The grassland was also able to shut out competing plants. While a few creosote bushes and mesquite trees grew in the basin, they had a tenuous existence. They’re a native element that was always there, just waiting, says Havstad. Shrub seedlings, though, were particularly vulnerable to the fires that swept the grassland, and the ones that survived faced a crippling water shortage: the shallow, dense roots of the grass absorbed the rain before it could percolate down to the shrubs’ deeper roots.

In the late 1800s the vast unmanaged herds of cattle that were made possible by the advanced drilling technology helped the shrubs penetrate the grassland’s defenses. Simply by eating the grass, the cattle impaired its ability to photosynthesize and grow. Less obviously--but just as important--they may well have made the landscape patchy. The ecologists speculate that as the cattle trampled the ground to their favorite feeding spots, the ground they habitually walked on became less able to absorb water. Rain flowed over this soil rather than into it, forming channels. No longer lingering in the upper soil, where grass roots grew, the water instead either escaped downstream or percolated through the channel bottoms, down to where only the deep-rooted shrubs could get to it. Hoofprints gave rise to pools of water that infiltrated the soil, creating spots for a seedling to take root and thrive. Water was no longer evenly spread over the basin, but now concentrated in scattered places.

By the time the giant herds left the Jornada, they had pushed it over a critical threshold. Now the ecology of the desert itself took up where outside influences left off. Thanks to patchiness, shrubs established a foothold, and they made the patchiness even greater.

The shrubs are deeply and widely rooted, explains Schlesinger, so they’re obtaining nitrogen from a big area of the desert. It’s at low concentrations out there, but they’re getting it and concentrating it in their tissues. Then as the shrubs drop their leaves, the leaves fall under the shrub. It’s like a pumping mechanism. They’re sucking nutrients in from far and wide and dumping them under their canopies. The leaves decompose under the shrub and the nitrogen gets circulated. The bulk of the nitrogen is what gets circulated from under the shrub, but every year there’s new nitrogen that’s also being added from these roots.

The shrubs rearranged the nitrogen in the basin from a smooth layer to concentrated and increasingly isolated islands of fertility. Wind and rain began to make these islands grow faster. Gusts scoured the bare patches, carrying away nutrient-rich dust, but when they hit the canopies of creosote and mesquite, they broke into whirling, weakened eddies, dropping their dust--as well as dead leaves and other organic matter--to the base of the shrubs. When a raindrop hit unprotected soil, it shoveled up the topsoil and carried it away in the overland flow of water, and when the water hit the downslope edge of the patch, it carved away even more soil. But the shrub roots protected their islands from the flow, and their leaves broke the fall of raindrops, which dribbled gently to the spongy ground below.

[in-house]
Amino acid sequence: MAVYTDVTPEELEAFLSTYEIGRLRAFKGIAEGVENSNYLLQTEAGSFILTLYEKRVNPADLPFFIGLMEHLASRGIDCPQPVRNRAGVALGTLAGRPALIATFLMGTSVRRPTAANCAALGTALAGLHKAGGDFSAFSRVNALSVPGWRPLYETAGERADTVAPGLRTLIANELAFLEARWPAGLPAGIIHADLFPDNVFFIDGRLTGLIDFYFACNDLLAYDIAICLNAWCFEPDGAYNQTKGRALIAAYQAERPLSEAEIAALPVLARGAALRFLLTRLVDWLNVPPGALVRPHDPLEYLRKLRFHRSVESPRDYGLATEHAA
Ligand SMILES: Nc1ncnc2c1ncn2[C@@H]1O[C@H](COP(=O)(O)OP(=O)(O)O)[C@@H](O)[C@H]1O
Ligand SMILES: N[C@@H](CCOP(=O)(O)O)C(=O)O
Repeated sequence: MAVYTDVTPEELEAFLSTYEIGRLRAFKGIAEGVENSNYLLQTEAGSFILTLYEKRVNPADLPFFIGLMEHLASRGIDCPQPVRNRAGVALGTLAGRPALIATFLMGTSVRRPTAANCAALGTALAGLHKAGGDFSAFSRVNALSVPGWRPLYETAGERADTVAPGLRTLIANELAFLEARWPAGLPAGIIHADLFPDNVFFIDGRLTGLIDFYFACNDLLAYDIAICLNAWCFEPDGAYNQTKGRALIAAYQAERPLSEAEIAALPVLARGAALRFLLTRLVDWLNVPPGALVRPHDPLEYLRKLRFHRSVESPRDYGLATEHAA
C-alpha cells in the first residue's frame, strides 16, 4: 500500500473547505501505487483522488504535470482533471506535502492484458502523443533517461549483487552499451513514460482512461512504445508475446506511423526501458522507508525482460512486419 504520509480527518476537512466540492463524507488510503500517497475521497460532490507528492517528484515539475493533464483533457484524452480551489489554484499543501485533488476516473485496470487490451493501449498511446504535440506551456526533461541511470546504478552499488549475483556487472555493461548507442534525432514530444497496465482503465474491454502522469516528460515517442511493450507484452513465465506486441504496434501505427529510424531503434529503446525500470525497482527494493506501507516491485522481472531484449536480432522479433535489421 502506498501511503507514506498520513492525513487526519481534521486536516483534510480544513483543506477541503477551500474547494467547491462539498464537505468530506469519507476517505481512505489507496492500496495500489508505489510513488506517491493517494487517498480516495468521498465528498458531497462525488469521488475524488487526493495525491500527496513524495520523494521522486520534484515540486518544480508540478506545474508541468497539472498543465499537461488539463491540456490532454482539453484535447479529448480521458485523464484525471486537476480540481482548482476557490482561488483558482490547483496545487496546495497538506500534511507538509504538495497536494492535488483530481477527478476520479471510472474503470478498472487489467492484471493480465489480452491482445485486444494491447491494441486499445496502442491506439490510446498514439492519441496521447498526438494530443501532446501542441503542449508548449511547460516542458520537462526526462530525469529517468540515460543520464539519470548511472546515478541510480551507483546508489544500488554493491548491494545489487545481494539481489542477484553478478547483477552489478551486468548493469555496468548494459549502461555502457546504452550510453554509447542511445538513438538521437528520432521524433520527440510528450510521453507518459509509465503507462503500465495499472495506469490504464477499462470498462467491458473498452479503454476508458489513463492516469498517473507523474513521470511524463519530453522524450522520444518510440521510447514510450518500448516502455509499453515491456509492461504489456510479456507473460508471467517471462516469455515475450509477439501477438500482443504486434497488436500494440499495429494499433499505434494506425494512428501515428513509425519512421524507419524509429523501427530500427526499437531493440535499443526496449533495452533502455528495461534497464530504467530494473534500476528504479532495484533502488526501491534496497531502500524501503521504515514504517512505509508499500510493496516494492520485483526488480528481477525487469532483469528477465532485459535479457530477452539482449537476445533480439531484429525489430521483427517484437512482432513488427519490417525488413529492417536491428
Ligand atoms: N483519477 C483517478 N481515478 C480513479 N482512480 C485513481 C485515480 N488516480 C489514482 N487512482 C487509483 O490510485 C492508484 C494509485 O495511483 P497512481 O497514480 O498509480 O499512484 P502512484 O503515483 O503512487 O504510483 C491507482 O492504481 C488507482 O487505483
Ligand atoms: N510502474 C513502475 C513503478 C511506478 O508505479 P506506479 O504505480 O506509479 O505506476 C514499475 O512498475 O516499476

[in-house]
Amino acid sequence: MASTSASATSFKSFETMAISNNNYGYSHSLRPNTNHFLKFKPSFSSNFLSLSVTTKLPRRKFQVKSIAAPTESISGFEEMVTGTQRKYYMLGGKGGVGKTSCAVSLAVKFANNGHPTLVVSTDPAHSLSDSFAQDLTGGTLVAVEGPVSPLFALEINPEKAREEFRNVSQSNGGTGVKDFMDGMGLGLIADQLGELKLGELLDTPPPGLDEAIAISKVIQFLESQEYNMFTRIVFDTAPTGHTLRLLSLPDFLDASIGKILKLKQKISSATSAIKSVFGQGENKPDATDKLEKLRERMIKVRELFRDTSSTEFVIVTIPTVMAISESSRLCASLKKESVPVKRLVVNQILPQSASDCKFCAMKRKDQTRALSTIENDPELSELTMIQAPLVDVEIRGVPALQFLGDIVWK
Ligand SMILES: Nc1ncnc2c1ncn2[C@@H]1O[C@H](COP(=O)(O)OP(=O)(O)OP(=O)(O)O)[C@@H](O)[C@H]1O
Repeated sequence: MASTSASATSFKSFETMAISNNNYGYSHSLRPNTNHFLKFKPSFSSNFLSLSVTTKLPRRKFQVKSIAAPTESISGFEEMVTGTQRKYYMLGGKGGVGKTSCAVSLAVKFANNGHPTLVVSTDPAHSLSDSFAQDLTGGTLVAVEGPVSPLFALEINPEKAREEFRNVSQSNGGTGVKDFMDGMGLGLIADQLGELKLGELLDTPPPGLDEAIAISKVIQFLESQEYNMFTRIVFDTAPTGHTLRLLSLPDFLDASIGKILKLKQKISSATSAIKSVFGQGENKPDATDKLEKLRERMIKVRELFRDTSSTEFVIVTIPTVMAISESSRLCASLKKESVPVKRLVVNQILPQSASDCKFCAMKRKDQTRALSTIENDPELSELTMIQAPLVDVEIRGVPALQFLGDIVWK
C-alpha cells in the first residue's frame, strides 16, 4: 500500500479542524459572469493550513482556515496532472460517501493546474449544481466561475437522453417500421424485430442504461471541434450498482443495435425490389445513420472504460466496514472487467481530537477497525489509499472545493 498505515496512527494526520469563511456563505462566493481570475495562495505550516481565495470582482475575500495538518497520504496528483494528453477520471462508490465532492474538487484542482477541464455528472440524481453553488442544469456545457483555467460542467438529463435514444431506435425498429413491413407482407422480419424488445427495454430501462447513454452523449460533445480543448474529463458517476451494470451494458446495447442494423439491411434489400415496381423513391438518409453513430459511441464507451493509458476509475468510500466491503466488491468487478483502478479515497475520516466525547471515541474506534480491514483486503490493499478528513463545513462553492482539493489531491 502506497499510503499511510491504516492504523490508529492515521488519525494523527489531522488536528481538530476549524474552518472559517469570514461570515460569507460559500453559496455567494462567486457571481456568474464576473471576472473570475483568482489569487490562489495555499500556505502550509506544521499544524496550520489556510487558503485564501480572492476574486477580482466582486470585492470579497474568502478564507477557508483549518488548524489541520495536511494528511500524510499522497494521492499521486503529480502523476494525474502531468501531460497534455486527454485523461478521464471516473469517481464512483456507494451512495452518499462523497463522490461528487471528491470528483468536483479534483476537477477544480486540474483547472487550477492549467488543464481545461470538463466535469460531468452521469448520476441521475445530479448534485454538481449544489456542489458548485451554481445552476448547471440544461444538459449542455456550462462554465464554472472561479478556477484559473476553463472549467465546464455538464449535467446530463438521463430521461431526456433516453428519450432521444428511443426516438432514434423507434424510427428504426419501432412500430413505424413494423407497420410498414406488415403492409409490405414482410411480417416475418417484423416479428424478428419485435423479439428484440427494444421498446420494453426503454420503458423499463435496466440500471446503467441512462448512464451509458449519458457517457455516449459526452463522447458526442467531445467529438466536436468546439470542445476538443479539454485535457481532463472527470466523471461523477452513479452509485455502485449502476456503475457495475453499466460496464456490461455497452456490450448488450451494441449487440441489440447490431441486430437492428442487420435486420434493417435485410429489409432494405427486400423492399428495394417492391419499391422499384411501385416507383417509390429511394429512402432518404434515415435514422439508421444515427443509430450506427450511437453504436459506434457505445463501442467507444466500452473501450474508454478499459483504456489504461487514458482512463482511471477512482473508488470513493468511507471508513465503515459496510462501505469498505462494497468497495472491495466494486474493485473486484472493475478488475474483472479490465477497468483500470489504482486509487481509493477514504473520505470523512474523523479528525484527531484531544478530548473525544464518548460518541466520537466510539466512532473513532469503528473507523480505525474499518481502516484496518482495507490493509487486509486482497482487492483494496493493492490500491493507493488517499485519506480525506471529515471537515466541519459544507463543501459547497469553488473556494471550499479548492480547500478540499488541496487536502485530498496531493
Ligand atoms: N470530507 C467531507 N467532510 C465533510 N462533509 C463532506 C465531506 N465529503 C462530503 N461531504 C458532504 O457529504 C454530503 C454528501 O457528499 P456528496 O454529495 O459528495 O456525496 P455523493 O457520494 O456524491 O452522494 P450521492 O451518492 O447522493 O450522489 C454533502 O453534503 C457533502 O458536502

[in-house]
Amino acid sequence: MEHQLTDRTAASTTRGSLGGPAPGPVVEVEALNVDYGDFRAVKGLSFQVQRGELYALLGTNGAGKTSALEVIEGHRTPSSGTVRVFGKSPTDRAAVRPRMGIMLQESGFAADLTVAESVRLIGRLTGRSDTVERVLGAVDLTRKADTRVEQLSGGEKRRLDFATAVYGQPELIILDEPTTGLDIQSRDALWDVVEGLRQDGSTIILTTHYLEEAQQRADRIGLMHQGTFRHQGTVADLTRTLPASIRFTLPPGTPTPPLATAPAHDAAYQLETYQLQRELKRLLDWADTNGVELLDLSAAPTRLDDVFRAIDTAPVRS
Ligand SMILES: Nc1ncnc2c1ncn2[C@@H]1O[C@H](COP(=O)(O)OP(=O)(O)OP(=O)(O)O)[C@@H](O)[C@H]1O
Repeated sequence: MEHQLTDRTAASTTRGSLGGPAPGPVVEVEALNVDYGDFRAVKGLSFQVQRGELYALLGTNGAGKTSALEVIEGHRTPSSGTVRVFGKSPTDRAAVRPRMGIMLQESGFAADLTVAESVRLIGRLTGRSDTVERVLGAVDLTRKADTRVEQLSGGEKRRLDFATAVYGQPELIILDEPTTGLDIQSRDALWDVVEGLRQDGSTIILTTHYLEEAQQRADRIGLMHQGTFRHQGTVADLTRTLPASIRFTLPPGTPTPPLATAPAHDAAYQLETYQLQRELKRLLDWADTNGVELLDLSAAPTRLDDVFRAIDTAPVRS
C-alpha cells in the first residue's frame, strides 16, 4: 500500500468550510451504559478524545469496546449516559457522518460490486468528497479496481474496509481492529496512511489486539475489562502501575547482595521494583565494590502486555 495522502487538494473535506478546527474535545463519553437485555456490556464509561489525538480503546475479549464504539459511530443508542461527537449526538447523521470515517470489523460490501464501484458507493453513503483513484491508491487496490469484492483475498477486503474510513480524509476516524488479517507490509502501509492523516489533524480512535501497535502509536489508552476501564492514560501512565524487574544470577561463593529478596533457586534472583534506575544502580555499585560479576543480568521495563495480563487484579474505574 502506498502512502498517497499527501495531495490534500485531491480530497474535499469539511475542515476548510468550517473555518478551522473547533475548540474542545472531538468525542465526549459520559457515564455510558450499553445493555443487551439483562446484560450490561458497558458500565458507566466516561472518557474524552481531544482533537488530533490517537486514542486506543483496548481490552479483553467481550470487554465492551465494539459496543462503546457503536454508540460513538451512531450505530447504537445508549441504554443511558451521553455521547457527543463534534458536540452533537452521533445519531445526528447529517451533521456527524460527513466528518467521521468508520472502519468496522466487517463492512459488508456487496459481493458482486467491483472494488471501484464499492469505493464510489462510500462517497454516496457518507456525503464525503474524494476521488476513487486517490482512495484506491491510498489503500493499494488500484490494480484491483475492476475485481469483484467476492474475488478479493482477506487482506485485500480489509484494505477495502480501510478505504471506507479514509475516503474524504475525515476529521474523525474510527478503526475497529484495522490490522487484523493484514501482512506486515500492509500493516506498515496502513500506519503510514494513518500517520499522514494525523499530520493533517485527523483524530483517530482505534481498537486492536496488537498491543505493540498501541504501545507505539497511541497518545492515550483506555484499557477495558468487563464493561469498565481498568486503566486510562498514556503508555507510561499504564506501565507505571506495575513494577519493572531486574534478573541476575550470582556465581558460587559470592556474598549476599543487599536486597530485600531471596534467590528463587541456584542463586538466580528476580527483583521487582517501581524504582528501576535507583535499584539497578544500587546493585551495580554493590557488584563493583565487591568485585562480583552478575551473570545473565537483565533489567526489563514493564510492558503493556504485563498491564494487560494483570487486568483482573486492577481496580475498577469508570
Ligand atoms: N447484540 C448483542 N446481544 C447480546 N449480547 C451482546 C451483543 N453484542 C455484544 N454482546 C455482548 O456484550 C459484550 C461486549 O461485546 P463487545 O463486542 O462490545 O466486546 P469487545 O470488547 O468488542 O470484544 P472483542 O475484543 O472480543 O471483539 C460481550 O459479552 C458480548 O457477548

The mesquite and creosote also brought animals adapted to them, which in their own ways helped the islands grow. Termites and kangaroo rats collected food from a wide range and stored it in their nests, which they often made under shrubs. In this way they brought a lot of organic matter into the islands and took it away from surrounding areas. Meanwhile, nests they established away from the shrubs often became ideal birthplaces for new seedlings.

Even the shape of an insect’s mouth could help build the desert. In a grassland, most of the processing is done by chewers, says Whitford, and the droppings of these grassland insects--the scientific term is frass- -consist of tough, complex material that spreads over the ground before it finally breaks down. But the insects you find on shrubs, he explains, are predominantly guys with mouthparts like little hypodermic needles, and they’re sticking them directly into the vascular system of the plant and siphoning off its sap. The frass is basically a simple sugar solution. When that hits the soil, you’ve got a ready source of energy for the microbes to use and break down into the soil, where it’s available for growing plants.

According to the model, all these feedback cycles will eventually, over the course of millennia, reach an equilibrium in the Jornada. When a shrub dies, the island it leaves will be a nursery for a new one, which will be protected from fire by the distance from one island to the next. Neither hard, bare soil nor shrub-dominated islands will offer any hope to colonizing grass. And since the soil will hold less and less water, rain recycling will stop, making the desert even drier.

Ecology being such a slow science, the researchers knew that by proposing this model they were indenturing themselves for decades. Seven years after their first brainstorm, they sound hopeful. Just about all the evidence we’ve collected so far supports it, says Reynolds. New Mexico State University biologist Laura Huenneke, for example, has been measuring the mass of the Jornada vegetation, and she finds that the central tenet of the model holds true: arid grassland and shrub-dominated desert contain about the same weight of plant material. It’s just arranged differently.